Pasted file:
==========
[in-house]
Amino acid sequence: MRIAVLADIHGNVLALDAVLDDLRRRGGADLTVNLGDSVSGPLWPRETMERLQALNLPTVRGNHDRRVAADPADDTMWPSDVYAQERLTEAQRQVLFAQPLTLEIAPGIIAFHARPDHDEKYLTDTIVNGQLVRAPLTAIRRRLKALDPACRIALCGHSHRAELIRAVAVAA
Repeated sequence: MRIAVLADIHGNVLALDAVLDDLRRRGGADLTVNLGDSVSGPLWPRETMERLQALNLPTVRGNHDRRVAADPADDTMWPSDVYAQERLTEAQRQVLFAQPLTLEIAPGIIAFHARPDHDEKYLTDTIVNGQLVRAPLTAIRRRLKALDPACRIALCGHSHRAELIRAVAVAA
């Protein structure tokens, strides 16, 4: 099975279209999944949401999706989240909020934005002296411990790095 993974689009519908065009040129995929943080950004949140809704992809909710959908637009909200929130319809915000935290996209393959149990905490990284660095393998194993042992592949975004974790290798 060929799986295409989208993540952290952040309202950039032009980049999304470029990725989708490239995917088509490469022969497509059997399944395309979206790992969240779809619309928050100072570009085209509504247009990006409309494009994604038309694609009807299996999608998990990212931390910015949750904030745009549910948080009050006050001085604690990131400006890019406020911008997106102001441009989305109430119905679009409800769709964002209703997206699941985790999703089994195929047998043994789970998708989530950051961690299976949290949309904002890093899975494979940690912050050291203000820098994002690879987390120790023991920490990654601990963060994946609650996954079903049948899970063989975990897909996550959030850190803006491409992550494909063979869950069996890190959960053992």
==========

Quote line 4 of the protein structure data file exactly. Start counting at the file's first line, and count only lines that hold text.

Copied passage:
């Protein structure tokens, strides 16, 4: 099975279209999944949401999706989240909020934005002296411990790095 993974689009519908065009040129995929943080950004949140809704992809909710959908637009909200929130319809915000935290996209393959149990905490990284660095393998194993042992592949975004974790290798 060929799986295409989208993540952290952040309202950039032009980049999304470029990725989708490239995917088509490469022969497509059997399944395309979206790992969240779809619309928050100072570009085209509504247009990006409309494009994604038309694609009807299996999608998990990212931390910015949750904030745009549910948080009050006050001085604690990131400006890019406020911008997106102001441009989305109430119905679009409800769709964002209703997206699941985790999703089994195929047998043994789970998708989530950051961690299976949290949309904002890093899975494979940690912050050291203000820098994002690879987390120790023991920490990654601990963060994946609650996954079903049948899970063989975990897909996550959030850190803006491409992550494909063979869950069996890190959960053992």